• Planning CampaignShow
  • Redeploying CampaignFactory
  • CampaignShow's GetInitialProps
  • Accessing a Campaign
  • Summary Translation Layer
  • Custom Card Groups
  • One Card Per Property
  • The Contribute Form
  • Grid Layouts
  • Form State
  • Communicating the Campaign Address
  • Making a Contribution
  • Refreshing Contract Data
  • Spinners and Error Handlers
  • Listing Requests
  • Grids vs Columns
  • More Routing!
  • Request Creation Form
  • Creating a Request
  • Form Polish
  • Creating a Request
  • Requests One by One
  • Fancy Javascript
  • Small Typo!
  • Rendering a Table
  • Request Row Component
  • Request Row Content
  • Approvers Count Cell
  • Approving a Request
  • Finalizing Requests
  • Testing Finalization
  • Row Status Styling
  • Finishing Requests Index

Lesson 12: Introduction to Hyperledger

  • What is Hyperledger?
  • Distributed Ledger Technology & its Challenges
  • Hyperledger & Distributed Ledger Technology

Lesson 13: Introduction to Hyperledger Fabric using Composer

  • Hyperledger Fabric & Composer Concepts
  • Hyperledger Fabric : A DLT for Business Applications
  • Hyperledger Fabric : DLT for Business
  • Assets, Chaincode & Ledger
  • Assets, Chaincode and Transactions
  • Permissioned Network, Members & Membership Service Provider
  • Permissioned Network, Member & Membership Services
  • Nodes and Channels
  • Hyperledger Fabric Composer Overview
  • Pre-Requisites for Fabric development
  • Frequently Asked Questions | Common Issues
  • Development Machine Specifications & IDE
  • Composer Dev Tools Installation
  • Exercise: Validate the Composer Development Environment
  • Install Docker or Docker Toolkit
  • Install CURL and Cygwin (Windows only)

Lesson 14: Setting up the Hyperledger Fabric Developer Environment Tools

  • Linux/Ubuntu & AWS: Setup of Fabric Development on Local & Cloud VM
  • Mac OS: Setup of Fabric Development Environment
  • Windows : Fabric development environment setup
  • How to use the Dev Tools
  • Development Environment Topology
  • Fabric Under the Hood (Concepts & Terminology)
  • Ledger Implementation
  • Dev Environment Walkthrough: Peer & CouchDB setup
  • Ledger Implementation
  • Peers Nodes : Anchors and Endorsers
  • Anchor Peers & Endorsing Peers
  • Clients Node: Endorsement Policies
  • Client Peer & Endorsing Policies
  • Orderer Nodes
  • Membership Service Provider & Certification Authority
  • Dev Environment Walkthrough: Orderer and CA Server
  • Chaincode Development

Lesson 15: Hyperledger Composer tools for application development

  • Linux/Ubuntu & AWS: Setup of Fabric Development on Local & Cloud VM
  • Mac OS: Setup of Fabric Development Environment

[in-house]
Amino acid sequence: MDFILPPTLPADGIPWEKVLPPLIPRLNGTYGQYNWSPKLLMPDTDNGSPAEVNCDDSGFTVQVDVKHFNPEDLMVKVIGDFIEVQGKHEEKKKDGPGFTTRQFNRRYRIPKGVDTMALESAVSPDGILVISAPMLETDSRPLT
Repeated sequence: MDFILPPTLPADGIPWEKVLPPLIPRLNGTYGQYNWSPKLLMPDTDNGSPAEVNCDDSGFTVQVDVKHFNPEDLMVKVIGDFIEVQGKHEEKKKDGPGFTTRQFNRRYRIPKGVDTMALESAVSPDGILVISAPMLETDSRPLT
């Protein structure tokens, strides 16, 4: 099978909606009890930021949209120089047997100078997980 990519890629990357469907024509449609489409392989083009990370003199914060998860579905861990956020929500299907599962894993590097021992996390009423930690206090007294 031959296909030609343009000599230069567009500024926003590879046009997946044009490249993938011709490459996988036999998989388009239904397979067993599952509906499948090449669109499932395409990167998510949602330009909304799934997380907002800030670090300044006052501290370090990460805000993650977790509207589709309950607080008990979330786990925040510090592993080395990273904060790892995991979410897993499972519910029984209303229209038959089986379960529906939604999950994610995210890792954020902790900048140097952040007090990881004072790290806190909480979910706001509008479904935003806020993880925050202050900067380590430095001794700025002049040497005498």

• Windows : Fabric development environment setup
  • How to use the Dev Tools
  • Development Environment Topology
  • Fabric Under the Hood (Concepts & Terminology)
  • Ledger Implementation
  • Dev Environment Walkthrough: Peer & CouchDB setup
  • Ledger Implementation
  • Peers Nodes : Anchors and Endorsers
  • Anchor Peers & Endorsing Peers
  • Clients Node: Endorsement Policies
  • Client Peer & Endorsing Policies
  • Orderer Nodes
  • Membership Service Provider & Certification Authority
  • Dev Environment Walkthrough: Orderer and CA Server
  • Chaincode Development

Lesson 16: Front end application development using Hyperledger composer

  • Developing Front End Applications for Network Applications
  • Application Design Patterns
  • Application Architecture Patterns
  • Securing the REST server with Authentication Strategy
  • Walkthrough: Applying OAuth2.0 Authentication Strategy to REST Server
  • Working of Multi User Enabled REST Server
  • Walkthrough - REST Server Multi User mode
  • Create the Design Blueprint for the Fabric Application UI


Bikesh Srivastava Syllabus

Python Syllabus for deep learning.

Python Syllabus By Bikesh Srivastava


1: Introduction To Python

  • Installation and Working with Python
  • Understanding Python variables
  • Python basic Operators
  • Understanding python blocks

 2: Python Data Types

  • Declaring and using Numeric data types: int, float, complex
  • Using string data type and string operations
  • Defining list and list slicing
  • Use of Tuple data type

 3: Python Program Flow Control

  • Conditional blocks using if, else and else if
  • Simple for loops in python
  • For loop using ranges, string, list and dictionaries
  • Use of while loops in python
  • Loop manipulation using pass, continue, break and else
  • Programming using Python conditional and loops block 

4: Python Functions, Modules And Packages

  • Organizing python codes using functions
  • Organizing python projects into modules
  • Importing own module as well as external modules
  • Understanding Packages
  • Powerful Lamda function in python
  • Programming using functions, modules and external packages

5: Python String, List And Dictionary Manipulations

  • Building blocks of python programs
  • Understanding string in build methods
  • List manipulation using in build methods
  • Dictionary manipulation
  • Programming using string, list and dictionary in build functions